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Journal of Gender Studies

For a Special Issue on

WITCH HUNTS EVERYWHERE: A Feminist Re-Mapping of Misogyny and Contemporary Anti-Witch Violence

Abstract deadline
30 May 2024

Manuscript deadline
01 November 2024

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Special Issue Editor(s)

Jane Ward, University of California, Santa Barbara
[email protected]

Soma Chaudhuri, Michigan State University
[email protected]

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WITCH HUNTS EVERYWHERE: A Feminist Re-Mapping of Misogyny and Contemporary Anti-Witch Violence

Journal of Gender Studies: Special issue on contemporary feminist reinterpretation of witch hunts

Special issue co-editors Jane Ward ([email protected]) and Soma Chaudhuri ([email protected])

WITCH HUNTS EVERYWHERE: A Feminist Re-Mapping of Misogyny and Contemporary Anti-Witch Violence


What is a “witch hunt” in the 21st Century? On the one hand, enormously powerful and corrupt men like Donald Trump toss the phrase around with ease, describing themselves as victims of witch hunts—is Trump calling himself a witch?—while reproducing the very systems that have incited actual witch hunts around the globe. On the other hand, most people in the global North associate witch hunts solely with the horrors of the European Middle Ages and colonial America, unaware that witch hunts continue to be a contemporary form of violence."

In recent years, the topic of ongoing witch hunts or incidents of violence against witches has received occasional attention in the media, with journalists often expressing horror about these extreme and irrational acts of violence (ex: India Struggles to Eradicate an Old Scourge: Witch Hunting – The New York Times ( Reports like these ultimately relegate the larger causes behind witch hunts to lingering superstitious practices among indigenous or traditional communities, where oppression of women drives the brutality of hunts. While the fear of witches may have some origins in superstitions and myths, persecution of witches and witch hunts are an outcome of the intersection between misogyny and complex structural problems linked by disadvantage and discrimination: poverty, displacement, war, land privatization, lack of adequate healthcare and sanitation, and climate disasters occurring within patriarchal societies.   Recent research and global reports have pointed out that persecution of witches is more prevalent than assumed and can take place in both rural and urban regions, where such violence is justified as a way of controlling suspicious and unruly women and maintaining their subordinate status vis-a-vis men.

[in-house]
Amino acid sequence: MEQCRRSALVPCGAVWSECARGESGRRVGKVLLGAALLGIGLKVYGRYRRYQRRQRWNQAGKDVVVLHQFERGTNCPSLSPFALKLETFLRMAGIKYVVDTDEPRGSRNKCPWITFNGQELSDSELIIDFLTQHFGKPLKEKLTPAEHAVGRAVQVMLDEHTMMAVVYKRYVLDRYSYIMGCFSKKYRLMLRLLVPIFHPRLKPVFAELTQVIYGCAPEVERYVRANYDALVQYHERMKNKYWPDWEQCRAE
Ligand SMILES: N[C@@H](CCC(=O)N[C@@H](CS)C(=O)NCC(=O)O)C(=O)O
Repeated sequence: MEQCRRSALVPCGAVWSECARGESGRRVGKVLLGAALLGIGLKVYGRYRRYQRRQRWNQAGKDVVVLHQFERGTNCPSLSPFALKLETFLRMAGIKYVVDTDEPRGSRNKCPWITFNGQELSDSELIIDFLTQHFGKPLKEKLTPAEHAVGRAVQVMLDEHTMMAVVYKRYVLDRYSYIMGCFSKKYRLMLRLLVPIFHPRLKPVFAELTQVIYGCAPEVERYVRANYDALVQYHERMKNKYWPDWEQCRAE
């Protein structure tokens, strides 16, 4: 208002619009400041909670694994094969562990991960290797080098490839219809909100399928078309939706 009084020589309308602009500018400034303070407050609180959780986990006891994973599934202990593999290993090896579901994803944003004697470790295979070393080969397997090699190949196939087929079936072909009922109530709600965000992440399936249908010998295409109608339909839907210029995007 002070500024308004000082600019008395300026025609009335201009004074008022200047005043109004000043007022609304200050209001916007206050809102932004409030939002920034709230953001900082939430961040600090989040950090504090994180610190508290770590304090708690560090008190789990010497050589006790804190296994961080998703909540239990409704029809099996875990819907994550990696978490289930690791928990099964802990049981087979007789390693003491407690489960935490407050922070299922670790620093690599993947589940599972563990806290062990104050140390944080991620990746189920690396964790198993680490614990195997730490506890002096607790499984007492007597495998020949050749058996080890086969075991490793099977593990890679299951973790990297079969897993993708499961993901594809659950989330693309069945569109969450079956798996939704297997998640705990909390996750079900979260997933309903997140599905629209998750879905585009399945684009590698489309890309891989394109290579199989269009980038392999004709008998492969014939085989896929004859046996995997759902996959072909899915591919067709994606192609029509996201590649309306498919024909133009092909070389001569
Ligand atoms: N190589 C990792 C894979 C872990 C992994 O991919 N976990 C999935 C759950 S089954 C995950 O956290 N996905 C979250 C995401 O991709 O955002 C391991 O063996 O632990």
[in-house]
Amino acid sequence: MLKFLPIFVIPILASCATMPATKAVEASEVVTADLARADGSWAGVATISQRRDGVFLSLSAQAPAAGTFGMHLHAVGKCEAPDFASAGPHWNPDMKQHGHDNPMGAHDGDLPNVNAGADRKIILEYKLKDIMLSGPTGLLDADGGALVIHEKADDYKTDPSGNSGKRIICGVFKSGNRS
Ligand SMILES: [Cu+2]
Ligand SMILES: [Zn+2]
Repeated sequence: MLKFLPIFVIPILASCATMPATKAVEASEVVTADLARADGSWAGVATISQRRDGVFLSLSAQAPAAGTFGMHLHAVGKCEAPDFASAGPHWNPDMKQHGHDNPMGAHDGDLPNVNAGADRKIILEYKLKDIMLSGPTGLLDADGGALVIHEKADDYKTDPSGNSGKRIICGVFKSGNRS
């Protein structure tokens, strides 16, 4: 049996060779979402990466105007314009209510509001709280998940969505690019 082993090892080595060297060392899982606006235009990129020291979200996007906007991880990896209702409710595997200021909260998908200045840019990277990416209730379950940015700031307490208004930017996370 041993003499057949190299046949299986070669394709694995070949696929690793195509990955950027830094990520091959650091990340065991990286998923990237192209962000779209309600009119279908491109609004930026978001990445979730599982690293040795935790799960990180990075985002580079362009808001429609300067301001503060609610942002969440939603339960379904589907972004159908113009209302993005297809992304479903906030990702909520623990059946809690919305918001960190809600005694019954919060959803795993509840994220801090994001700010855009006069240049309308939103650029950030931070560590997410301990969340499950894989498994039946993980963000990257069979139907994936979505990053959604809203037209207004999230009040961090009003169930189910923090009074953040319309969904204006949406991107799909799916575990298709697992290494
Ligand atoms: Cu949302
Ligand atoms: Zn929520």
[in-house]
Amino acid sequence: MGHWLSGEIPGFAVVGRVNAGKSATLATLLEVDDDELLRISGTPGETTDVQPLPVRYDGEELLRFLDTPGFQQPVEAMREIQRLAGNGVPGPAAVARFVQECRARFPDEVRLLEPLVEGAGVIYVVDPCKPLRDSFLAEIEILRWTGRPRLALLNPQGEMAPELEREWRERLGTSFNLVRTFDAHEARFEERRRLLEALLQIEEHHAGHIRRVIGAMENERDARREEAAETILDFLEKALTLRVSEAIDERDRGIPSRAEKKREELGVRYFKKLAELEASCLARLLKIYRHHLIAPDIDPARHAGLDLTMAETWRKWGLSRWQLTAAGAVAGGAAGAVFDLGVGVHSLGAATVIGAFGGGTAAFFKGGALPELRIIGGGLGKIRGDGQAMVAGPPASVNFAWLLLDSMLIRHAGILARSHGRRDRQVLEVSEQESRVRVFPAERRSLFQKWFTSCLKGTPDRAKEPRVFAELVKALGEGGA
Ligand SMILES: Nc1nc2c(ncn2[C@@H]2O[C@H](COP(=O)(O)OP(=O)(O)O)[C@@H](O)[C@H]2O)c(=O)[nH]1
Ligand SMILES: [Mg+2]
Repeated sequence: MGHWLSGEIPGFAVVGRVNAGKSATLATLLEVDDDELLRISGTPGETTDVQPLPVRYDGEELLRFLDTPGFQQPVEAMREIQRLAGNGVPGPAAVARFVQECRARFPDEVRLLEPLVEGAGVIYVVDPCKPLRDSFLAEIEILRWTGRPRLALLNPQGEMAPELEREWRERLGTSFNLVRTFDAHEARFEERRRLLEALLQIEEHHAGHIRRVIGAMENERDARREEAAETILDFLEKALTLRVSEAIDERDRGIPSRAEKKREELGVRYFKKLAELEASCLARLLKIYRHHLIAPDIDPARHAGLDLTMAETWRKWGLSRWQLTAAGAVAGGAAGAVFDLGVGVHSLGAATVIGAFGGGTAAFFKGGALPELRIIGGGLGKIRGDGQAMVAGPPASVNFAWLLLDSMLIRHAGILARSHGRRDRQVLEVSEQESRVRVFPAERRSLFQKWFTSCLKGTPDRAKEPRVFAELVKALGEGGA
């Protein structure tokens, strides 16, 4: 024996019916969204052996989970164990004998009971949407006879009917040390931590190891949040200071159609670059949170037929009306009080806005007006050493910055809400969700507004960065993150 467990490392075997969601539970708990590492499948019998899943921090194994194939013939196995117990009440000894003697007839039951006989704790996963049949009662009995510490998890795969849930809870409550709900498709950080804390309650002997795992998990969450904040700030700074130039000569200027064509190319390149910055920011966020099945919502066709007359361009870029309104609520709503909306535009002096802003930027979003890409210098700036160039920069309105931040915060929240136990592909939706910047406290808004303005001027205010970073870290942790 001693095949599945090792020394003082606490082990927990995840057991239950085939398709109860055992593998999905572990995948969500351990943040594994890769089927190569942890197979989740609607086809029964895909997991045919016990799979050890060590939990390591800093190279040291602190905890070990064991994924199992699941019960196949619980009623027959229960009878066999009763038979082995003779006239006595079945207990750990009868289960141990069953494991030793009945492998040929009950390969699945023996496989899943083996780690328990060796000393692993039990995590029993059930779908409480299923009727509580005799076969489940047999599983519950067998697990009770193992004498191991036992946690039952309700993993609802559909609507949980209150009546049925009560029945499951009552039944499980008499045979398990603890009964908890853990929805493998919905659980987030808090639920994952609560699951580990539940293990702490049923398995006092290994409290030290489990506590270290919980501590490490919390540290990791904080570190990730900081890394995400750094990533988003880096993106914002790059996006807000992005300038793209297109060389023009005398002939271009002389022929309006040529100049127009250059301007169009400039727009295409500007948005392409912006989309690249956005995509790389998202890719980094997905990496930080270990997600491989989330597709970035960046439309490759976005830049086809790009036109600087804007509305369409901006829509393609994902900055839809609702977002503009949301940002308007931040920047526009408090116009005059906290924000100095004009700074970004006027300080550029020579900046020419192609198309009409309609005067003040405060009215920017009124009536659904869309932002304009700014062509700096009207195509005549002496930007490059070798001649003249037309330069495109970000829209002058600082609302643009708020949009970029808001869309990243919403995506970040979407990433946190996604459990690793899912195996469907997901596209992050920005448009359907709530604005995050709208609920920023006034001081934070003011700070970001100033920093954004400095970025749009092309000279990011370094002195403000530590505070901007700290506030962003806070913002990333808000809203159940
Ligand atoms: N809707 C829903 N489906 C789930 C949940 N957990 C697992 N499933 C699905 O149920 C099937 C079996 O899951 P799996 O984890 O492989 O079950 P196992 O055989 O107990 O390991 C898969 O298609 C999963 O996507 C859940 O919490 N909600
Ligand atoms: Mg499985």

But today the violent persecution of witches is not only directed at women who are scapegoated for a community’s problems, but it is also directed against “new witches,” to quote Silvia Federici, like Brazilian human rights activist Marielle Franco and the Honduran environmental activist Berta Cáceres, who were murdered for organizing against injustice  (see Witch Hunts Are Back — And This Time They're Targeting Female Activists | HuffPost Women). As in the Middle Ages, the witch hunts of today are used to silence women who threaten the existing social order, where women’s subordinate status is deemed necessary to nationalist and fascist political movements.